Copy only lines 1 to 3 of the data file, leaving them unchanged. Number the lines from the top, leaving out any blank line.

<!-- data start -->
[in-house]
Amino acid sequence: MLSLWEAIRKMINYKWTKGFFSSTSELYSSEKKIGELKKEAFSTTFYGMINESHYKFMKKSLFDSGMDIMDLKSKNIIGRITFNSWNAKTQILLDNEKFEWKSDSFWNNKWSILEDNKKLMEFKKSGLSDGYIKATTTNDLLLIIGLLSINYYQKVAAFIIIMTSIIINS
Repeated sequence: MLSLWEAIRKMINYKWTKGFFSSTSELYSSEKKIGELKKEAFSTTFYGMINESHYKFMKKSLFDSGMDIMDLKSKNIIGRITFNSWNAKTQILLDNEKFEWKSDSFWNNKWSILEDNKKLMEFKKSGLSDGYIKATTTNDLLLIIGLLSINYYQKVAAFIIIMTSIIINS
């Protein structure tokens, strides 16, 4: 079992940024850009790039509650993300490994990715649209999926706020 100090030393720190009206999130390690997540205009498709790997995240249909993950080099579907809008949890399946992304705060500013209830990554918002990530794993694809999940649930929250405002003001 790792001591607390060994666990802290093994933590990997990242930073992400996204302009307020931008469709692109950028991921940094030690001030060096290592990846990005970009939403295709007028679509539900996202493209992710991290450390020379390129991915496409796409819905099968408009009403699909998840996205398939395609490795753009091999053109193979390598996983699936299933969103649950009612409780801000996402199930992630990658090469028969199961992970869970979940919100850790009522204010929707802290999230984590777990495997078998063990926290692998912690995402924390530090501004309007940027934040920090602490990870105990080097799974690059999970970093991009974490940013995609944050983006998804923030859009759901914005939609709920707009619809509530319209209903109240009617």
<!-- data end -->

[in-house]
Amino acid sequence: MLSLWEAIRKMINYKWTKGFFSSTSELYSSEKKIGELKKEAFSTTFYGMINESHYKFMKKSLFDSGMDIMDLKSKNIIGRITFNSWNAKTQILLDNEKFEWKSDSFWNNKWSILEDNKKLMEFKKSGLSDGYIKATTTNDLLLIIGLLSINYYQKVAAFIIIMTSIIINS
Repeated sequence: MLSLWEAIRKMINYKWTKGFFSSTSELYSSEKKIGELKKEAFSTTFYGMINESHYKFMKKSLFDSGMDIMDLKSKNIIGRITFNSWNAKTQILLDNEKFEWKSDSFWNNKWSILEDNKKLMEFKKSGLSDGYIKATTTNDLLLIIGLLSINYYQKVAAFIIIMTSIIINS